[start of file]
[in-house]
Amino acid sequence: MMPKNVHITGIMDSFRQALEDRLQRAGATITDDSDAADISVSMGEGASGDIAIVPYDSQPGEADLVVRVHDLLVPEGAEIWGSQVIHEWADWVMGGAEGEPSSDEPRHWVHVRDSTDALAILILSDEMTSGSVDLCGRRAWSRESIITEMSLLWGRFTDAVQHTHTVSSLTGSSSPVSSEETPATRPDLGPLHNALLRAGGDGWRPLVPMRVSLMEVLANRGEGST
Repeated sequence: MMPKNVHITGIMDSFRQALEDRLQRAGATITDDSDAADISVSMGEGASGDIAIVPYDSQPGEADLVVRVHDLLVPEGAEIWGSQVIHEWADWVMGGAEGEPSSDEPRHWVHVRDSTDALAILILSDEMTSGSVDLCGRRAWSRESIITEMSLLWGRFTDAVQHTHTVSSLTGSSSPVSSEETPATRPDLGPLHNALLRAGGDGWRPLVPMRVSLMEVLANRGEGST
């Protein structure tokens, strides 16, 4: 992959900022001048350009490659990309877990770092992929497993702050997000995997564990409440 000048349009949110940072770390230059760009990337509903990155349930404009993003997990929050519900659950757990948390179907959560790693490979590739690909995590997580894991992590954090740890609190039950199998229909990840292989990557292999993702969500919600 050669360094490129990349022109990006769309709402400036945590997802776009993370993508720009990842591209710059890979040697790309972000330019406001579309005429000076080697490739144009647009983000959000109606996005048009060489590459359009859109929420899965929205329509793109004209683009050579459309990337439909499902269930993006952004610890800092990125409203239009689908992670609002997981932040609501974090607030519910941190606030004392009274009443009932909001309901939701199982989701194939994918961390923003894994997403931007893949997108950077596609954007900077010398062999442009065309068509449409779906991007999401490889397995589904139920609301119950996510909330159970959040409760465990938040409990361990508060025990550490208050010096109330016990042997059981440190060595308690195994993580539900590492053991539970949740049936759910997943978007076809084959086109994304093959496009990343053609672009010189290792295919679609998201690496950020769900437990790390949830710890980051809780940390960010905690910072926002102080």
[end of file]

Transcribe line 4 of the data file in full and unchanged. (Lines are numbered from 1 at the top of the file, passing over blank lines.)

């Protein structure tokens, strides 16, 4: 992959900022001048350009490659990309877990770092992929497993702050997000995997564990409440 000048349009949110940072770390230059760009990337509903990155349930404009993003997990929050519900659950757990948390179907959560790693490979590739690909995590997580894991992590954090740890609190039950199998229909990840292989990557292999993702969500919600 050669360094490129990349022109990006769309709402400036945590997802776009993370993508720009990842591209710059890979040697790309972000330019406001579309005429000076080697490739144009647009983000959000109606996005048009060489590459359009859109929420899965929205329509793109004209683009050579459309990337439909499902269930993006952004610890800092990125409203239009689908992670609002997981932040609501974090607030519910941190606030004392009274009443009932909001309901939701199982989701194939994918961390923003894994997403931007893949997108950077596609954007900077010398062999442009065309068509449409779906991007999401490889397995589904139920609301119950996510909330159970959040409760465990938040409990361990508060025990550490208050010096109330016990042997059981440190060595308690195994993580539900590492053991539970949740049936759910997943978007076809084959086109994304093959496009990343053609672009010189290792295919679609998201690496950020769900437990790390949830710890980051809780940390960010905690910072926002102080």